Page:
USCIS Changes Look and Feel of Form I-797C

WASHINGTON – On April 2, 2012, USCIS will issue Form I-797C, Notice of Action, with a new look and feel. We will print the Form I-797C on plain bond paper. This change is estimated to save the agency about $1.1 million per year. 

This form change will help reduce public perception that the Form I-797C demonstrates evidence of an immigration benefit or status. The top of the new Form I-797C will clearly display: “THIS NOTICE DOES NOT GRANT ANY IMMIGRATION STATUS OR BENEFIT.” The following is a sample of how this disclaimer will appear on the Form I-797C:

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Please note, the Form I-797C, Notice of Action is used ONLY for certain types of communication between individuals and the agency including notifications of:

  • Receipt (notifies the customer that their payment and application/petition has been received by USCIS)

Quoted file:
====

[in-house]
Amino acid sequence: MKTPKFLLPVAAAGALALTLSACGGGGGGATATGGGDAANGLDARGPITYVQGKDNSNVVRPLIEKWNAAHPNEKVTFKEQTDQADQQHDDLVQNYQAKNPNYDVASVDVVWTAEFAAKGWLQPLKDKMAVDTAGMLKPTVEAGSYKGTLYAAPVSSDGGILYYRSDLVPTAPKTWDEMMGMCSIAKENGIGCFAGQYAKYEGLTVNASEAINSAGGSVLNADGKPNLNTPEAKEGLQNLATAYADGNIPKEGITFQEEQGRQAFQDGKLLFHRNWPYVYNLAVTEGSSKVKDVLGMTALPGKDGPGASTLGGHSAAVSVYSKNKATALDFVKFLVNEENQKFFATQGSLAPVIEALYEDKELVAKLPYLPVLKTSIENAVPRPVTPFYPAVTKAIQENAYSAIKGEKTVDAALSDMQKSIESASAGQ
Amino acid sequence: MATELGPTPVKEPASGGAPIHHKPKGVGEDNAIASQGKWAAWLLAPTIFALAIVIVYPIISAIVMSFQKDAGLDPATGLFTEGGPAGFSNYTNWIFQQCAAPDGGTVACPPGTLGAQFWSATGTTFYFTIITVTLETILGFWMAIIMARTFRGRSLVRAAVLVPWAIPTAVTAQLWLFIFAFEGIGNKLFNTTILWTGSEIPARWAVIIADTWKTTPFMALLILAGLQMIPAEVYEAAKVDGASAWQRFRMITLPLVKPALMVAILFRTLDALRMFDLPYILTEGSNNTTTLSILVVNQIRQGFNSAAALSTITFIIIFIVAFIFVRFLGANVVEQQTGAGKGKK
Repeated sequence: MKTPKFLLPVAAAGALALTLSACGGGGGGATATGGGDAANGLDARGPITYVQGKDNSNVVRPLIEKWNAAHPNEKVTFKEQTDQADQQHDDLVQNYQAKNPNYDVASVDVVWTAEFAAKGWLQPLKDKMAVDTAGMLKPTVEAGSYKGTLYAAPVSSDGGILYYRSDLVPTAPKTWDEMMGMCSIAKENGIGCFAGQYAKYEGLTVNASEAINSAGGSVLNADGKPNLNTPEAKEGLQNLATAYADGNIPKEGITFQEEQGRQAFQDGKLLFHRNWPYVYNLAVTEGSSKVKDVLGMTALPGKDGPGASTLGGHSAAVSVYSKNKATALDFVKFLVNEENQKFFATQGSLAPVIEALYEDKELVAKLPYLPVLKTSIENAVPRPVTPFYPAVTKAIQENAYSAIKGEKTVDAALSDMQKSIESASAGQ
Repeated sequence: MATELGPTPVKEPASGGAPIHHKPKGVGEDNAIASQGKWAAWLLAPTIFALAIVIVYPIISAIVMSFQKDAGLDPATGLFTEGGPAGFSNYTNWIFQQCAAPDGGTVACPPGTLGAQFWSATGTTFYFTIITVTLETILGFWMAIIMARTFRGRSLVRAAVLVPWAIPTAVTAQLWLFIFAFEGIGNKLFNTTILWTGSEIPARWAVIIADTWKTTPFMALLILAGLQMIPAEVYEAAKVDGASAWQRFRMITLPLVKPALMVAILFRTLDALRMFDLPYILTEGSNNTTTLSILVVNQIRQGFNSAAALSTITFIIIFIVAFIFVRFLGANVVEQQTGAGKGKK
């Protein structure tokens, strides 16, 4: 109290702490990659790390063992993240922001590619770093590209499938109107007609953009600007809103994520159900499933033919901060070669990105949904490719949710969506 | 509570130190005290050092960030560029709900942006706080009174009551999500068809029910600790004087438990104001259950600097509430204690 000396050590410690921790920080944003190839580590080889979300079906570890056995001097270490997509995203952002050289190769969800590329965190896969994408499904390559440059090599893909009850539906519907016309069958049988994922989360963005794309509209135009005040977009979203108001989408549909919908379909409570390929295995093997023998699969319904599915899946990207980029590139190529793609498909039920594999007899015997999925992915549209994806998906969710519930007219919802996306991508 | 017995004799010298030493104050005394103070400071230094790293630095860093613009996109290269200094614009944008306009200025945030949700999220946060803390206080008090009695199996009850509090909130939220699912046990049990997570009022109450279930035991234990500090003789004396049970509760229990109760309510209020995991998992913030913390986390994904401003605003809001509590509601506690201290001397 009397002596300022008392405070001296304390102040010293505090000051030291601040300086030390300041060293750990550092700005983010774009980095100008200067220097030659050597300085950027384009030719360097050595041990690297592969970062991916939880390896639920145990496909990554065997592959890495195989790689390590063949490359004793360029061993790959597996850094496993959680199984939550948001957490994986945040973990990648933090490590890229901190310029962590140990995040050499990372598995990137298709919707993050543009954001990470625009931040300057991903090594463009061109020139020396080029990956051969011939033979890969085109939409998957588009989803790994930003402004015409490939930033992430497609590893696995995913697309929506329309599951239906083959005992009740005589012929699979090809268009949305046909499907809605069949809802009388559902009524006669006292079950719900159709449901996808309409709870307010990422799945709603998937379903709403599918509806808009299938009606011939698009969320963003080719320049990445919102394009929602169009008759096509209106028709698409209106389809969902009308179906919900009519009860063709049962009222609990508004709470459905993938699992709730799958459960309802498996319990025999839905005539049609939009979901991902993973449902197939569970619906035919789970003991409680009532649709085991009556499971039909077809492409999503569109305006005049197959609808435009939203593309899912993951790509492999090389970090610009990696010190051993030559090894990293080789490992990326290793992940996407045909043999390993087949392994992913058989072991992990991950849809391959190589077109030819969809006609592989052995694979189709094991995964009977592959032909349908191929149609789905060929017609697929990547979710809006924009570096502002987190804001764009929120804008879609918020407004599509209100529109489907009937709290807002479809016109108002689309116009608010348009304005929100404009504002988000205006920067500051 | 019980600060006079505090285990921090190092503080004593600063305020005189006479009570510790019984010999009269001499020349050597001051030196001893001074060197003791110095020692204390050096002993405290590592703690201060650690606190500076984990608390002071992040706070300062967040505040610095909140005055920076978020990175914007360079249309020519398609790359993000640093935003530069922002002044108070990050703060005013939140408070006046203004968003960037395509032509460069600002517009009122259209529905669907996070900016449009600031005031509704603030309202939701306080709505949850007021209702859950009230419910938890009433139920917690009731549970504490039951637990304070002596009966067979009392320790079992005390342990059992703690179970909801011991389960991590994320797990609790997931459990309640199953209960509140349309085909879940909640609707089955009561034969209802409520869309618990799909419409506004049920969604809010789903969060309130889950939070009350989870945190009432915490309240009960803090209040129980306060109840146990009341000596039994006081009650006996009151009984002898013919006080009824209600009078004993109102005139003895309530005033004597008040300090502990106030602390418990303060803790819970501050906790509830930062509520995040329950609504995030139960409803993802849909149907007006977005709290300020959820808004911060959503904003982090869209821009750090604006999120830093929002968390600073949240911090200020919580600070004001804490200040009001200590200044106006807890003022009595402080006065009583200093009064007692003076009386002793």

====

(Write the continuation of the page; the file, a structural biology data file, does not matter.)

• Rejection (notifies the customer that their application/petition has been rejected due to incorrect information or payment)
  • Transfer (notifies the customer that their case was relocated to another USCIS office for processing)
  • Re-Open (notifies the customer that USCIS has approved a motion to re-open their completed case and it is being processed)
  • Appointment (notifies the customer that they have an appointment with USCIS to obtain fingerprint or biometric capture, to attend an interview, or that their appointment has been rescheduled)

Form I-797C appointment notices will also contain disability accommodation information on the back of the form.  Previously this information was included as a separate flyer that was sent along with the notice.  Printing this information on the back of the form will save additional resources by consolidating the notice and disability information into one form.

Form I-797C Notice of Actions issued before April 2, 2012, will remain valid. This change to Form I-797C is part of our ongoing efforts to improve customer service while enhancing agency operations. 

For more information on USCIS a
nd its programs, please visit or follow us on Twitter (@uscisExit Disclaimer), YouTube (/uscisExit Disclaimer) and the USCIS blog The Beacon.

Last updated:03/30/2012

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